A Brief History of Orsanmichele in Florence
What is Orsanmichele?
Orsanmichele is an unusual 14th-century church that once served as a commercial and social hub of the city.
Reflecting the blended religious and commercial function of Orsanmichele, the name is a combination of three words. The church was originally founded in the 9th century as an oratory for the monastery of San Michele and was surrounded by a large vegetable garden (or orto in Italian). Over time, the name Orto di San Michele melded into Orsanmichele. The building subsequently served an important function for the Florentine people by acting as a grain storage and market.
The current stone structure you see was erected in the 1330s after the previous wooden one was destroyed by fire (quite common in medieval Europe). The two upper floors would have been used as offices and storage for grain, whilst the ground floor would have been an open market, with the large external arches welcoming in passers-by. Inside you can still find the original rectangular grain chutes built into two large columns. The loggia was home to the miraculous image of the Blessed Madonna, which allegedly performed many miracles, particularly during plagues. Eventually, in the early 15th century, the market was converted into a chapel for Florence’s artisanal and trade guilds.
Orsanmichele is also notable for its 14 elegant exterior sculptures, commissioned by the major guilds of Florence. Guilds were powerful unions that represented the different trades in the city, such as banking, silk weaving, wool manufacturing and medicine. The guilds used the opportunity to decorate Orsanmichele as a way to demonstrate their power, wealth and influence. Each guild attempted to outdo their rivals by commissioning the best sculptors of the day and using particularly expensive materials. The sculptures vary wildly in style and date of construction, the earliest being the 1399 Madonna of the Rose by Pietro di Giovanni Tedesco for the guild of doctors and spice merchants, and the latest being a 1601 rendering of Saint Luke by Giambologna in bronze for the guild of judges and notaries. This figure, facing Via dei Calzaiuoli, is in contrapposto (a position where the body has most of its weight on one foot and exhibits a twisting torso), a popular pose of Renaissance figures. While the serenity of Tedesco’s Madonna, round the corner on Via dei Lamberti, created a century earlier, demonstrates the Gothic taste for solemn depictions of religious figures.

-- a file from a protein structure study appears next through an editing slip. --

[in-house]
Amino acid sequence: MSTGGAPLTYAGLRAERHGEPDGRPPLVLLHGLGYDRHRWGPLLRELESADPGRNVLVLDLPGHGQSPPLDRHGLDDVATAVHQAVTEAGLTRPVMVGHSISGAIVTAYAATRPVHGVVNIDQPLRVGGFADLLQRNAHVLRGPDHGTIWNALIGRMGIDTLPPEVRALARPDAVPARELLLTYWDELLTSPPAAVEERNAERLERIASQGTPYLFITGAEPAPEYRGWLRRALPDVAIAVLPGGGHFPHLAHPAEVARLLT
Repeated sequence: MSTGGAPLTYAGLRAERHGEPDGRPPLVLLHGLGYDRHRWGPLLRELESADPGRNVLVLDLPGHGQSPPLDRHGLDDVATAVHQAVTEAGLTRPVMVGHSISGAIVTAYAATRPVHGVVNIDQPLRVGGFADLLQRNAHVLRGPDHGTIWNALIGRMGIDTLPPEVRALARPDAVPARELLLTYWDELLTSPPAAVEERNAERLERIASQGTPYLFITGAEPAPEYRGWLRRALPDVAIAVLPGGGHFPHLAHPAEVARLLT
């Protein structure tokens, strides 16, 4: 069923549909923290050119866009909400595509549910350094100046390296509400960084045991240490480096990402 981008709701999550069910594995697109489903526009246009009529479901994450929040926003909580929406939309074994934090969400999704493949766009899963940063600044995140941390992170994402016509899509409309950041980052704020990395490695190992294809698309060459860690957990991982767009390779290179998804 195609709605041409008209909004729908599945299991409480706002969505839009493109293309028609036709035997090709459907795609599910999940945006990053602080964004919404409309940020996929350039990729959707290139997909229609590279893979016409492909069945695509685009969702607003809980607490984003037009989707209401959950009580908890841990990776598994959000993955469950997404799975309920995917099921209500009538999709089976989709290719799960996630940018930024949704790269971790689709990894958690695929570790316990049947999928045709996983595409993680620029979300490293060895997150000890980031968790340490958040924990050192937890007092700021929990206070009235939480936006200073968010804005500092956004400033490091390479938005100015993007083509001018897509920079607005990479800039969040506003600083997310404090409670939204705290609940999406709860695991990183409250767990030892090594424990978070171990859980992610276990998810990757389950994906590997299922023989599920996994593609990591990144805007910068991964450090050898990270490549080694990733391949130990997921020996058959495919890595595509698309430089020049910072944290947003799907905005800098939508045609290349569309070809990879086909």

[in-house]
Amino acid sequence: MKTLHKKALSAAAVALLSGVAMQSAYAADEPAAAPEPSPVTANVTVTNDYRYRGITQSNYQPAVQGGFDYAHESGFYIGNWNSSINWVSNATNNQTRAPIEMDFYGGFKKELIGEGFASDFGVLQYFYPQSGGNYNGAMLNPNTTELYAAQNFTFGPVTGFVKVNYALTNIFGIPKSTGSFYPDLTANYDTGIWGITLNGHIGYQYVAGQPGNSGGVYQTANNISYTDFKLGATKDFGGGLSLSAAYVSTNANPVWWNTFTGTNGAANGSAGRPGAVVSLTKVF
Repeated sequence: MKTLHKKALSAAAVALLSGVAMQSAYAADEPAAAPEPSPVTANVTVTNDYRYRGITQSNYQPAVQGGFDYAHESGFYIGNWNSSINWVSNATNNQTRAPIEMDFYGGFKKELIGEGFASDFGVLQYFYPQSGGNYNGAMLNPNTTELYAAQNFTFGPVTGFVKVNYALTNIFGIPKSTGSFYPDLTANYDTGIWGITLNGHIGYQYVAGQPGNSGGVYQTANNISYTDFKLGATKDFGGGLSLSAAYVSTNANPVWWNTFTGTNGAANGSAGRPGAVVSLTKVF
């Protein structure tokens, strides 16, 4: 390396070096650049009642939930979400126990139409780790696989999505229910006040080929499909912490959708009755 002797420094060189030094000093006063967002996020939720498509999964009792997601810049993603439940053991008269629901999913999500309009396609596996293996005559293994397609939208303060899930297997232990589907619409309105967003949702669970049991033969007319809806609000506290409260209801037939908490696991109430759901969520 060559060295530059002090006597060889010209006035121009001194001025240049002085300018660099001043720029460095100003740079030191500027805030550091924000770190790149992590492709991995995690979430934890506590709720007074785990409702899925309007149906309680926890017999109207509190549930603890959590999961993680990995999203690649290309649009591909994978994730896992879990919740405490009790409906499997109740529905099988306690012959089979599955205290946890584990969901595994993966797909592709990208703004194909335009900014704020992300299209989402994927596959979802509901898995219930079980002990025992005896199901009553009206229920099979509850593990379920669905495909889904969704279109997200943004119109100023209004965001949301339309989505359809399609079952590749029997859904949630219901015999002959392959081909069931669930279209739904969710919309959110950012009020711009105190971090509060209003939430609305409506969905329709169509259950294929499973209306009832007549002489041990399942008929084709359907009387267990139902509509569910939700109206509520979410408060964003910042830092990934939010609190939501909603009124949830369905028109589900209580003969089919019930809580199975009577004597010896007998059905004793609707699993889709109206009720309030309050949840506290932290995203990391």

Other standout sculptures include Donatello’s Saint George, facing Via Orsanmichele, who stares out in stoic solidarity, and Andrea del Verrocchio’s Christ and Saint Thomas, on Via dei Calzaiuoli, which was made for the merchants’ court. The scene immortalises the moment Thomas feels the wounds of Christ and thus comes to believe in the Resurrection. The merchants’ court was where guild matters were adjudicated, and so the imagery of Thomas needing proof would have appealed to them. Verrocchio’s sculpture is in bronze (ten times more expensive than marble) and so was produced with a flat back to save money. The stillness of the central figure encapsulates the divinity of Christ, while the dynamic pose of Thomas imbues the figure with humanity.
The sculptures have been damaged over the years and so the originals are now kept upstairs in the former granary, while Donatello’s Saint George can be seen in the Bargello.
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